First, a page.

Archive for the ‘ Uncategorized ’ Category

Closely Reading Ruben Amaro’s Statements

It seemed like Philles GM Ruben Amaro might have finally gotten a clue, but those thoughts were erased after comments to CSN Philly

Phillies general manager Ruben Amaro, who took over the team from Pat Gillick following their World Series win in 2008, has made the rebuild slow and painful (Getty Images)

Written by Jake Elman

Because Memorial Day unofficially marks the completion of the first third of the baseball season — something I pointed out on SportsBlog — now is when we start hearing from team executives and higher ups about topics such as top prospects, aging veterans, and job security. Most of the time, we’ll hear from the general manager or team president, who will also touch base on how the first part of the season has gone and what’s next.

Philadelphia general manager Ruben Amaro, apparently aware of this ‘baseball tradition’, stepped up to the plate and spoke with CSN Philly’s Jim Sailsbury about several things relating to the rebuilding Phillies, most notably the trade market and prospects. If you’re a fan of the Phillies or you want to hear about what’s going on with the organization, I definitely would reccomend checking out the interview, because it’s an interesting look at a rebuilding team.

As with any rebuilding teams that has prospects on the horizon, it’s almost a requirement to inquire about those in an interview with the general manager or another higher up. Normally, we’ll get some kind of answer about how the prospects are making strides and the team wants to not rush them and it’ll be left at that; Amaro, however, took it one step further, as Sailsbury reports:

‘When asked about the timetable for pitching prospects Aaron Nola and Zach Eflin to make it to the bigs, Amaro said the plan was to be conservative. When it was pointed out that fans of losing teams tend not to like it when told that they need to be patient, Amaro had this to say:

“They don’t understand the game. They don’t understand the process. There’s a process. And then they bitch and complain because we don’t have a plan. There’s a plan in place and we’re sticking with the plan. We can’t do what’s best for the fan. We have to do what’s best for the organization so the fan can reap the benefit of it later on. That’s the truth.”’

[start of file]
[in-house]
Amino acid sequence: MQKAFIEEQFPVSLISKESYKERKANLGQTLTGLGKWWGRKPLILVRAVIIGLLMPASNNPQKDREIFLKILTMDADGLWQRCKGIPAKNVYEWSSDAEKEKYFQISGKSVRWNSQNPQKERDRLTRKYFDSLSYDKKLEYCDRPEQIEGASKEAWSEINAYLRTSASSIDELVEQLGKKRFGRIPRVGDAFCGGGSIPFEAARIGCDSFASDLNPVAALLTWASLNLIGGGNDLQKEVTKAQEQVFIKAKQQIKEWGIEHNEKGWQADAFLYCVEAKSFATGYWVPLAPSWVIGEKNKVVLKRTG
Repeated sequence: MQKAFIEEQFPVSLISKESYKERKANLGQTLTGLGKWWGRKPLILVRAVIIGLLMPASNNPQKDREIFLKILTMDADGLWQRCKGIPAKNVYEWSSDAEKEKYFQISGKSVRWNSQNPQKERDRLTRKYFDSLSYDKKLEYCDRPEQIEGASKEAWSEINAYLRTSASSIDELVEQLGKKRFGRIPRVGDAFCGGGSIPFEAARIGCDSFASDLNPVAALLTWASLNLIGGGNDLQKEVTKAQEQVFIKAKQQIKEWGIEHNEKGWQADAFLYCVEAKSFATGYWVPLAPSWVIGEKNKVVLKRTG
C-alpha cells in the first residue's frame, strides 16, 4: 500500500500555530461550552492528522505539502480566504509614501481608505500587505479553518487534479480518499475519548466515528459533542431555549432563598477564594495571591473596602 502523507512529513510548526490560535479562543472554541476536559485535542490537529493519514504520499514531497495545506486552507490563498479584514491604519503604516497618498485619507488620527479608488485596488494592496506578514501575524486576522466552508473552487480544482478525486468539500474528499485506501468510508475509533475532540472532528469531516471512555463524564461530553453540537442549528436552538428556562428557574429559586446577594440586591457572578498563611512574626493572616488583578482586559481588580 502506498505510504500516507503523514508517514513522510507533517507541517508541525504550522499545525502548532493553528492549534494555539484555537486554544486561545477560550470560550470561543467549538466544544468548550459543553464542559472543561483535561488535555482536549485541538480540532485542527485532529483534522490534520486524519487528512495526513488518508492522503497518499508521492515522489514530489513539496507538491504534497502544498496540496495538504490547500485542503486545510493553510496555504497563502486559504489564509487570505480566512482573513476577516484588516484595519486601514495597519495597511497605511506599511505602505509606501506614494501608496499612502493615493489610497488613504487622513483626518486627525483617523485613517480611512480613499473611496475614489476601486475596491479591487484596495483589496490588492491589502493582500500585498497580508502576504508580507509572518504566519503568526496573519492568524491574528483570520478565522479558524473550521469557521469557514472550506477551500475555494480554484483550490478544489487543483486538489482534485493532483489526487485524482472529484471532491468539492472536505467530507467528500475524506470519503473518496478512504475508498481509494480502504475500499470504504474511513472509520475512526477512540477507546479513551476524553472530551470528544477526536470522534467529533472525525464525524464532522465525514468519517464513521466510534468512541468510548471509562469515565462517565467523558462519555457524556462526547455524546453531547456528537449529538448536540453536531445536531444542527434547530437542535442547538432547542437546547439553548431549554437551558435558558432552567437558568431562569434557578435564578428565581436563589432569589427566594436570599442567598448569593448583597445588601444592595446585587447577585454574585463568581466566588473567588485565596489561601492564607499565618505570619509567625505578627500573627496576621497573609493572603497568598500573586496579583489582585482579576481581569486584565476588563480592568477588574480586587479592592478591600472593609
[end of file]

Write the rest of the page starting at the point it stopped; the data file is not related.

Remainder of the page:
In the few hours since this article was posted on CSN Philly’s website, many have been quick to call Amaro out and say that he’s why the Phillies are in the situation they are now or that the organization should just cut him loose. But, as a way of being fair, let’s closely read this statement and not only see what Amaro really meant, but also if he’s right or not.

“They don’t understand the game.”

Ah, the good old ‘you don’t understand what’s going on’ cliche. That’s always a nice way to start talking about the fans that are stuck putting up with your incompetence, Ruben.

“They don’t understand the process. There’s a process.”

That’s a very valid point and, believe it or not, I actually do agree with it becuase there are plenty of fans that think that just adding a top prospect into the mix will immediately solve things. A few years ago, every Mets fan in sight wanted the team to just promote Fernando Martinez already because they thought he’d save the day, but Martinez would only hit .180/.250/.290 in three seasons with the Mets.

“And then they bitch and complain because we don’t have a plan. There’s a plan in place and we’re sticking with the plan. We can’t do what’s best for the fan. We have to do what’s best for the organization so the fan can reap the benefit of it later on.”

The fans bitch and moan because the Phillies don’t have a plan? Damn, that’s rough, Ruben. I though they bitch and moaned because you took a perfectly built roster by Pat Gillick and the previous regime and turned into a win-now roster that made one World Series in your six plus years as general manager.

Not only did you give Ryan Howard a massive contract that became nearly untradeable in the final years of it, but you also got not even a full season from Hunter Pence (the Phillies acquired him in July 2011 and then dealt him in July 2012; he played a total of 155 games for them) in exchange for starter Jarred Cosart, reliever Josh Zeid, first baseman/outfielder Jonathan Singleton, and outfielder Domingo Santana. I’m still not entirely sure why the Phillies made that move, especially when you remember they just could have benched the struggling Raul Ibanez (more on him in a second).